In the short-to-medium term it’s hard not to be heartened by the fact that for the first time since 2008, revolving consumer credit (credit cards) increased sequentially in December.
That’s the focus of the latest weekly note from Mitsubishi Financial’s Ellen Beeson Zentner, who asks: “Is the Missing Piece of the Pie Finally Here?”
First, the chart. And bear in mind that on a year-over-year basis, revolving credit is still negative. There’s a big hole to be dug out of.
Photo: Mitsubishi Financial
The fact that December showed the first increase in credit card usage since September 2008, the same month that Lehman Brothers collapsed and deepened the financial crisis, could be saying one of two things.
One plausible explanation is that after years of cutting back on holiday generosity, consumers
decided to splurge on gifts again, but were forced to dust off their credit cards in order to afford it.
Another explanation, and the more likely one, is that after more than two years of ridding themselves
of debt, and after one year of steady job and income growth (however meager), households are getting more comfortable with their financial health such that the stigma of using one’s credit card may be lifting somewhat. Certainly, if the increase in credit card usage in December wasn’t also accompanied by recent improvements in consumer confidence and lower default rates then we would be less upbeat about this new development in the consumer credit market. Not everyone has taken the report as good news, however, saying that households may simply be up to their “old ways”. And that is understandable given the sorry state of affairs household balance sheets were in just a few short years ago. Our nation’s love affair with credit, which really took off in the mid-1940’s when middle- class lending opened up, morphed into a countrywide debt problem of monstrous proportion by the time the recession hit in late 2007.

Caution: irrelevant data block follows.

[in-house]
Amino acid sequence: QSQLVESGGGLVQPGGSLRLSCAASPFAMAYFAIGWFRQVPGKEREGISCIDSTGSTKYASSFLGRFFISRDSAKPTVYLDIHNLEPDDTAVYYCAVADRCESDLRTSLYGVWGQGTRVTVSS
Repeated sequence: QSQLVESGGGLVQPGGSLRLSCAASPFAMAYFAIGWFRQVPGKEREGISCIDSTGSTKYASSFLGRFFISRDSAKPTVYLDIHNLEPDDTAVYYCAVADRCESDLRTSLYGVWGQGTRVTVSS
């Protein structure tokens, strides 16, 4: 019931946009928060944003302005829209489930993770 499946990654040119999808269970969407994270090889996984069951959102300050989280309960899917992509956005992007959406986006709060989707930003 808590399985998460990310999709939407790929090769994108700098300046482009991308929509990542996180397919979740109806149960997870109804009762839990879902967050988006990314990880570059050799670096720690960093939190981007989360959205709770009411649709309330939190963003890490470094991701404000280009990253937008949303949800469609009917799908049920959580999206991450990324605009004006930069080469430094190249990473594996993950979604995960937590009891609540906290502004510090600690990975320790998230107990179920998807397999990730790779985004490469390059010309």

When the recession hit, households were forced to sober up quickly and credit turned from representing a golden opportunity, to something dirty akin to using crack.
Dovetailing nicely with the rebound in revolving credit is this from the latest Fed Senior Loan Officers Survey, which shows growth in household loan demand for the first time in quite a while.
Photo: Mitsubishi Financial
Again though, none of this really satisfactorily answers whether this is the final piece of the pie, or just hair of the dog (or whatever the equivalent metaphor is for “crack” as Zentner puts it).
As for whether this is healthy or not, this post from PragCap answers that nicely: Monetary stimulus encourages the public to take on more debt (by making it cheaper), whereas fiscal stimulus could actually help deleverage the private sector, but that’s not a very popular idea. Eventually we’ll have to pay it down again.